Connecting Communities 2030 Initiative is a concept to connect urban, semi rural and rural communities across Aotearoa New Zealand from the the top of the North Island to the bottom of the South Island and Oban in Stewart Island, with a sustainable environmentally friendly, easy to use 'stop to stop' subsidize and non-subsidize national passenger transport network to reduce non essential personal vehicle travel and Aotearoa New Zealand's fossil fuel induced emissions by 2030.
Why Connecting Communities 2030 Initiative
Passenger transport in Aotearoa New Zealand, especially subsidize 'turn up and go' public transport is uncoordinated, hap hazard, not user friendly and lacks regional connectivity due to the current regionalised procurement through the Public Transport Operating Model (PTOM), where each regional council develops and grows their own 'subsidized' passenger transport services using competitive tendering, to allow increased fare revenue return whilst reducing reliance on rate and taxpayer subsidies, resulting in little or no inter-regional cooperation and planning, creating inequalities between regions.
There are 16 regions in Aotearoa New Zealand, with 1 region having a population over 1 million, 1 region having a population over 600,000, 2 regions having populations over 500,000, 1 region having a population over 300,000, 2 regions having populations over 200,000, 4 regions with populations between 100,000 to 199,999 and 5 regions with populations less than 99,999.
More densely populated regions like Auckland, Wellington, Christchurch and lessor extent Hamilton have better subsidize 'metro' style passenger transport services than less populated regions who have little or no subsidize passenger transport services like the Westland region.
Since most regions have a wide spread of low density populated semi rural towns and rural communities, the cost to each region with a population less than 500,000, to maintain and operate a regional subsidize passenger transport system is expensive, especially those regions who have populations less than 200,000, hence their reliance on non subsidize 'book and travel' passenger transport services.
Non subsidized 'book and travel' passenger transport services are regional, inter-regional and long distance bus, coach and passenger train services, like InterCity brand coach services and Kiwirail's 3 'scenic' passenger train services, who operate on a 'for profit' business model and do not receive subsidies from regional councils, as their services cross regional boundaries and are subject to service/s and/or route closure/s if any bus and/or passenger train service/s are deemed to be uneconomical to operate by the respective passenger transport operator.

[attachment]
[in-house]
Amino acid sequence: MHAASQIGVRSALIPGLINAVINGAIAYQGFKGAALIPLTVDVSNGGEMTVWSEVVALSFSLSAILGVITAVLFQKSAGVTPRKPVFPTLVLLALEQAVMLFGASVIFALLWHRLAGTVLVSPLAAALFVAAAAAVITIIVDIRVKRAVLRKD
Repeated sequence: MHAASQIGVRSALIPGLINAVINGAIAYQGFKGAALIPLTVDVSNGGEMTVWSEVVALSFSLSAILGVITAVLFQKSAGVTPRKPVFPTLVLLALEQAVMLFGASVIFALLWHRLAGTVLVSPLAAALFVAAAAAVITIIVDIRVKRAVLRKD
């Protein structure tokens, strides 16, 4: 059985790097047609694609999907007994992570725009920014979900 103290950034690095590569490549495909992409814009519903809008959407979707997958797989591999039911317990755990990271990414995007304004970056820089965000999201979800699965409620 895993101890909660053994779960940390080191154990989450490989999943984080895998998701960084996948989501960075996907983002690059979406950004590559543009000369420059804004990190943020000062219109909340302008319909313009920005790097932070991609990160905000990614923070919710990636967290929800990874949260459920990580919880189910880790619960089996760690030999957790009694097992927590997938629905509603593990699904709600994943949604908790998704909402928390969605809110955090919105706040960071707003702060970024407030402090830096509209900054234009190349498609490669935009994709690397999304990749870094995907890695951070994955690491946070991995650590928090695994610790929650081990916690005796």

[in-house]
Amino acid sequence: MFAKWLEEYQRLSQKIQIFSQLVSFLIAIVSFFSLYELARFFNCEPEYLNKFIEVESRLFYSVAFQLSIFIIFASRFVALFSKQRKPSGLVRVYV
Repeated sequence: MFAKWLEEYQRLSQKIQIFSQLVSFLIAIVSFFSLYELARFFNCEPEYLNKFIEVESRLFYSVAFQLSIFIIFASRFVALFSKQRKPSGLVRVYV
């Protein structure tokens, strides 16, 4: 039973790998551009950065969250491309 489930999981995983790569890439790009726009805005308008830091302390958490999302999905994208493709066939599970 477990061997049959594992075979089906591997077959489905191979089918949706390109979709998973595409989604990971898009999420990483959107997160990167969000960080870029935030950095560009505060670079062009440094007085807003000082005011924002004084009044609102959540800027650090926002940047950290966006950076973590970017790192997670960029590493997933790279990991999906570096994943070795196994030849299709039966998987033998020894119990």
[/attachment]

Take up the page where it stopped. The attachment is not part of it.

How will this make passenger travel better
Currently, there is a lack of co-ordination between both subsidized 'turn up and go' passenger transport and non-subsidized 'book and travel' passenger transport services in regards to integrated passenger infrastructure like terminals, payment options, a national passenger transport information, timetable and booking website and related phone based app.
Aotearoa New Zealand's population is expected to increase to 6-8 million by 2030, that will see a move away from the current larger urban centres to the regions, creating a need for a frequent fully integrated sustainable, environmentally friendly national passenger transport network, where people can travel within and/or to and from urban, semi, rural communities across Aotearoa New Zealand, to visit family and friends, for business or scenic leisure travel on a network of modem, quiet, fast, using clean renewable energy environmentally friendly powered trains, buses, coaches and ferries and other passive passenger transport modes.
An online video presentation outlying the concepts of the Connecting Communities 2030 Initiative is available.
For further information concerning the points raised in this article -
- New Zealand's Regional Passenger Rail Network
- New Zealand's National Public Transport Network
- Public Transport Aotearoa New Zealand
- Light Rail for Branch Lines
- New Zealand's shrinking passenger railway network
- Why does public transport suck in New Zealand
- Can semi rural towns and small rural communities have public transport?
The New Zealand Government parliamentary Transport and Infrastructure Committee has opened an inquiry into the future of inter-regional passenger rail in New Zealand. The aim of the inquiry is to find out what the future could hold for inter-regional passenger rail in New Zealand. The terms of reference below will guide what the committee investigates.
Greg O’Connor, the Chair of the committee, said “We hope interested New Zealanders will take the time to have their say and help us better understand inter-regional passenger rail and its future in New Zealand.”
The committee welcomes your comments and ideas on the topic and is looking forward to learning what the future of passenger rail could look like for New Zealand.
To have your say, please make a submission on the future of New Zealand's inter-regional passenger rail services
If you support the Connecting Communities 2030 Initiative, have your say or become proactive by getting involved in local better public transport campaign groups.
Connecting Communities 2030 is an initiative of the Public Transport Forum New Zealand.